Beneatha 's dream is to go to college and become a doctor. She wants to prove her family´s disbeliefs of her becoming a doctor wrong. Yet she feels defeated after her brother, Walter, goes out and gives away all of her college money to some man that ends up disappearing with the money. She faces challenges financially and faces backlash from her family. Walter, believes Beneatha should give up on her dream of becoming a doctor.
Charlie doesn’t want that to happen to him, but he knows it is inevitable. It is very hard to live with forgetfulness, impaired motor activity, depression, and a low IQ without any help. He has to go through the pain of knowing that the temporary intelligence he had received was all going to leave him. Charlie also does not have a stable income so it would be hard for him to learn more through an adult school like Miss Kinnian’s. By comparing Charlie’s mental state before and after the experiment, one can easily see that he was much more mentally stable before the
After a long talk with Mama, Beneatha takes a different approach with Walter when she backs him up saying “ That’s what the man said” (ARITS 3.1.121). The change in diction towards Walter from “rat” to “man” conveys that she has learned a hard lesson about family togetherness. Mama’s message to Beneatha is the same theme Hansberry is relaying to her readers. Each member of the Younger family demonstrate change in relation to the theme before and after the
Beneatha did not became a doctor at the end of the movie. Still, I think that since she planned to move to Africa with Asagai, then she’s going to have her education there. However we don’t know for sure what is going to happen after they move to the new house at Clybourne Park and if their dreams are going to be successful or
She supports them in everything, Beneatha becoming a doctor is harder because she is a black female, during this time the medical field was still mostly male oriented. Even though Beneatha's relationship with her mother is largely one of conflict because of their many differences, but it is not a strained relationship. They always end up hugging and supporting each other afterwards. She will always love her mother even if they do not always get along. Beneatha is a very strong and stubborn character, mostly so when it comes to her brother Walter Lee.
When Beneatha finds out about this she isn't happy and it makes her realized how much money can get in the way and break families apart. Overall, Beneatha’s education throughout the play isn't valued like you see in other situations and that really shapes her as a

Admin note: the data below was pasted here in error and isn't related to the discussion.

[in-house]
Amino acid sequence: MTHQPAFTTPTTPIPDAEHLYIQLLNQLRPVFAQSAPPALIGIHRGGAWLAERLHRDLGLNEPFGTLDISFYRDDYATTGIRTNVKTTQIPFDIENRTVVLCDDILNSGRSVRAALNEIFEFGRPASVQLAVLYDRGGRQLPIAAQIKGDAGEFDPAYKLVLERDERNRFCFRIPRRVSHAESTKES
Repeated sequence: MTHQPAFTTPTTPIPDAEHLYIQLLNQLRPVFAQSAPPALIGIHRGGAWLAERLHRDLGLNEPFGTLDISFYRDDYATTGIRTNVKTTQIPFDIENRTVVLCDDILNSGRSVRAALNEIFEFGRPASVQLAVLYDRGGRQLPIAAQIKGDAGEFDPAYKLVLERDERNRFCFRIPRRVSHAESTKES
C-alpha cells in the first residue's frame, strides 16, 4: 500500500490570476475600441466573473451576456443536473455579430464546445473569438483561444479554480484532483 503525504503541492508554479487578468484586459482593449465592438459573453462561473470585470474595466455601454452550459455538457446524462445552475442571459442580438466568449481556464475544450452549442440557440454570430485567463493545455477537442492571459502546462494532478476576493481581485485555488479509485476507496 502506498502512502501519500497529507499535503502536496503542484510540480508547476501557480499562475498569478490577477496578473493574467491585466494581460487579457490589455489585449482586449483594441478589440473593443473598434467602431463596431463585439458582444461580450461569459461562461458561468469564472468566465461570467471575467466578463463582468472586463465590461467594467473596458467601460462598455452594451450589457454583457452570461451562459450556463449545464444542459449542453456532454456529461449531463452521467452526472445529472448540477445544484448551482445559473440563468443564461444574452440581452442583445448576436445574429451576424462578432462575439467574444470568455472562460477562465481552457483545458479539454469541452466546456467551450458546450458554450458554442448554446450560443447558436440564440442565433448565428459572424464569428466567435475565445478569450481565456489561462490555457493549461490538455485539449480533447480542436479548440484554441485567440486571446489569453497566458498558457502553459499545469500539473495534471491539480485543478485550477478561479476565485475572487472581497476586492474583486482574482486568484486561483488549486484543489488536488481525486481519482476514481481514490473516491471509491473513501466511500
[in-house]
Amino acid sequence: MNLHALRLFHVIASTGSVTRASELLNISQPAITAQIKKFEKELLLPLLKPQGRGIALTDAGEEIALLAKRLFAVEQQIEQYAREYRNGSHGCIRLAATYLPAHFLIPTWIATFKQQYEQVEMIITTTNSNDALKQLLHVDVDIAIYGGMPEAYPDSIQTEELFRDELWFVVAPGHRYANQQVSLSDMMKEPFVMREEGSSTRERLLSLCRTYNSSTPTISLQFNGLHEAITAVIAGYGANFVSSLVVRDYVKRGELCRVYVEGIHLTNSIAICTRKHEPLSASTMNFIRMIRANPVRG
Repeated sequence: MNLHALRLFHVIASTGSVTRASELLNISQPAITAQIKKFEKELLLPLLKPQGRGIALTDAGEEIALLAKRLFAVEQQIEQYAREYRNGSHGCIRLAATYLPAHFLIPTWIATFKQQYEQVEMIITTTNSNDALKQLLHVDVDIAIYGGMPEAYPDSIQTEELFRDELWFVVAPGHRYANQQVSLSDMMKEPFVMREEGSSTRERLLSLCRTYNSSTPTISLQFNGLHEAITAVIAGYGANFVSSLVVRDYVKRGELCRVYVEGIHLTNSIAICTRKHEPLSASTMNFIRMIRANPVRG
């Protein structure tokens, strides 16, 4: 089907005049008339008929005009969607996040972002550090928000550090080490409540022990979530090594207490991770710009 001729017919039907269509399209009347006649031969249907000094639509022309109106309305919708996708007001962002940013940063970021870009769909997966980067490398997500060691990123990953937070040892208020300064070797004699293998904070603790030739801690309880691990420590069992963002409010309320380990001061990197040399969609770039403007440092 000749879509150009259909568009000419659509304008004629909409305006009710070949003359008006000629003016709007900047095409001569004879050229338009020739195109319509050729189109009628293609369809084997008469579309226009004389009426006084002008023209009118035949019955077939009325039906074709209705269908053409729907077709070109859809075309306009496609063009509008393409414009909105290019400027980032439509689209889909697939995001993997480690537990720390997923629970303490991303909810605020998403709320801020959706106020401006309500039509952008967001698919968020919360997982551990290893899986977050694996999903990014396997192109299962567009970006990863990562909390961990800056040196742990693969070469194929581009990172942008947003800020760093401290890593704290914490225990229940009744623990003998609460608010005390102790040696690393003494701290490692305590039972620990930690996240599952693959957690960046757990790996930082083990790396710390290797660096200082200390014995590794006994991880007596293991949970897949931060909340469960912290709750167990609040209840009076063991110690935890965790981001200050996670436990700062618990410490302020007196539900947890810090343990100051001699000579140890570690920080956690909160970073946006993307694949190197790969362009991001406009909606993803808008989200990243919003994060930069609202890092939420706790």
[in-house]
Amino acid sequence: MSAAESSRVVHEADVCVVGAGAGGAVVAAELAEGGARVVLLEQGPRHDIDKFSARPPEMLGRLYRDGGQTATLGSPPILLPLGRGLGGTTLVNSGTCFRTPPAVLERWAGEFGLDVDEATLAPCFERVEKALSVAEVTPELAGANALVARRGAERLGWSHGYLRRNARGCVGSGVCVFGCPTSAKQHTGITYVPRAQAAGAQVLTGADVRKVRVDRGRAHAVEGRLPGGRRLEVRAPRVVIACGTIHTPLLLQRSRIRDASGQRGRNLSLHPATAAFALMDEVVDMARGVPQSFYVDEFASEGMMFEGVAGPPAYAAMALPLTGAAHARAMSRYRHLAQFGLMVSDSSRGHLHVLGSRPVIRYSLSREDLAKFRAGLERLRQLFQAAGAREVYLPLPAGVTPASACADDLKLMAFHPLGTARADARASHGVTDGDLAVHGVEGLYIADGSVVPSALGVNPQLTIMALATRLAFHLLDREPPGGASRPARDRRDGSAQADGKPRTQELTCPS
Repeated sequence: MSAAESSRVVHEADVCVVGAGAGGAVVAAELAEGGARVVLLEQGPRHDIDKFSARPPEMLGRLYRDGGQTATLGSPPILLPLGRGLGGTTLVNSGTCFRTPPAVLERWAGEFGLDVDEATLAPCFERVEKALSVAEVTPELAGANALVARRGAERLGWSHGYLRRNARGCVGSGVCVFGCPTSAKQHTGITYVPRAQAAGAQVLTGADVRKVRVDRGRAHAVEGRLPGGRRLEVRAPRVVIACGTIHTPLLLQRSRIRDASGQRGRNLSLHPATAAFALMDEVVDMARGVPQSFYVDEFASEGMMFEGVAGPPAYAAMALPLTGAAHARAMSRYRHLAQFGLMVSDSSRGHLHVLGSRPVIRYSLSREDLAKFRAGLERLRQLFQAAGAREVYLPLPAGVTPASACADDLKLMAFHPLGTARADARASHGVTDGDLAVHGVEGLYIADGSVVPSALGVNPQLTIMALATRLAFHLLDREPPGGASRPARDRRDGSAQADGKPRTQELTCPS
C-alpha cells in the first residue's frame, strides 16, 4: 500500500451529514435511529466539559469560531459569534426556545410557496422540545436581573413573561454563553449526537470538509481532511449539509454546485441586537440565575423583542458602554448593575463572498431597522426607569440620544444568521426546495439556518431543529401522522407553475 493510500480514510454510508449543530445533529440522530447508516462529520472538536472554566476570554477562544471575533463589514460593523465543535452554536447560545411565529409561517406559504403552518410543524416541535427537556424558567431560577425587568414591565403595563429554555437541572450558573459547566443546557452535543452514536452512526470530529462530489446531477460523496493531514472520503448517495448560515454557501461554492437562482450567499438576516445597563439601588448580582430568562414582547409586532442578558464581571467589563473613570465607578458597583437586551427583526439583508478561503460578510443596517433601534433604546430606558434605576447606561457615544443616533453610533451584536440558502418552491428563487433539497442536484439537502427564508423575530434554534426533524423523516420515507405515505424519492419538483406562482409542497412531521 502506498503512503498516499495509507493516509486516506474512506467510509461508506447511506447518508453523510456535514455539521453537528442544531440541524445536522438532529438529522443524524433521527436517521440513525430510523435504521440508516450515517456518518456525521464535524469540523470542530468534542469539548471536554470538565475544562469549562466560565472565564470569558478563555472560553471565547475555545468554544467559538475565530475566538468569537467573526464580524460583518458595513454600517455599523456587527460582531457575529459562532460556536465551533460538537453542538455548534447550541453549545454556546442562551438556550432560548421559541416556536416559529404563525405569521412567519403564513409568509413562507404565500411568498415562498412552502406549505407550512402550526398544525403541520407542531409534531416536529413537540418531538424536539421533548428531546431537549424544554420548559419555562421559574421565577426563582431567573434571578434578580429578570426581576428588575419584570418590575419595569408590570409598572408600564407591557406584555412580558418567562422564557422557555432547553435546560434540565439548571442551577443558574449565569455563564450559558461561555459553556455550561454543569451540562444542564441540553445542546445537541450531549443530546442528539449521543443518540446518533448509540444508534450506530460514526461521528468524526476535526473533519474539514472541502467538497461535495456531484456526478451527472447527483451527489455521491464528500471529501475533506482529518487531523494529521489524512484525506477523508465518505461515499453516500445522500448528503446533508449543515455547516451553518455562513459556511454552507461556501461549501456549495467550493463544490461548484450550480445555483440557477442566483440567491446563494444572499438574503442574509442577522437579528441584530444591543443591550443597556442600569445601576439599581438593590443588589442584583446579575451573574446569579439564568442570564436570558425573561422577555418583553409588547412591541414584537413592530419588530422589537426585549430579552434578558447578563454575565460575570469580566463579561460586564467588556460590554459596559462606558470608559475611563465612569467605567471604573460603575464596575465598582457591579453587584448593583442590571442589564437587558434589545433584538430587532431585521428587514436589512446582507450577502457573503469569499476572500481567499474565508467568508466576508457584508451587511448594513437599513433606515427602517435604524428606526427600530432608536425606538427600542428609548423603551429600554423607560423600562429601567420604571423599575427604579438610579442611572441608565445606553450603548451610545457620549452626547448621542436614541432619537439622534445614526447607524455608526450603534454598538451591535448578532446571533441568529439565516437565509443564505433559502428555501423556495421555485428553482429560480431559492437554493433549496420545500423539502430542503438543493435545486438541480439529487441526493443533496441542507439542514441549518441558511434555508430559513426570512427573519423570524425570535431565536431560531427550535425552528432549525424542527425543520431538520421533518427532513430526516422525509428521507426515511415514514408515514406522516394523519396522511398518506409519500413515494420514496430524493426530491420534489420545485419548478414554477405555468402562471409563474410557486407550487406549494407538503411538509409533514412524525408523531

She shows this through the Younger family. The younger family is an African American family comprised of Mama--Lena Younger, mother of Walter and Bennie--Walter who is married to Ruth--both in their thirties--Beneath, who is Walter's sister, and Travis--Walter and Ruth’s son. Overall, she shows that greed should not determine if someone should take advantage of opportunities. First of all, buying the new house is a sapient opportunity to
I want to be smart,” page 182. This quote reveals that Charlie is motivated and determined because because he has the want to be intelligent as he explains in his first “progris riport.” 2. In “Flowers for Algernon” by Daniel Keyes, the reader learns that Charlie is not smart and he wants to be smart. Charlie’s perspective is surprising for many reasons. In “progris riport 4- Mar 8” Charlie writes, “But most people of his low ment** are host** and uncoop** they are usualy duth apath** and hard to reach.
Tho it is hard to see until the very end of the play, A Raisin in the Sun written by Lorraine Hansberry shows Walter Younger is a big dreamer and wants to be rich. Younger is a very selfish man and shows his selfishness through his sacrificing of the family money. When the Younger family inherits ten thousand dollars from the death of a family member, Walter goes crazy trying to get his hands on the money to invest in the liquor store downtown. His selfishness is shown when Mama gives him what is left of the life insurance and he is told to save a generous amount of money for Beneatha’s schooling and then he can keep the rest for saving up. Instead of doing what he is told to do, he invests in the liquor store with his two other friends.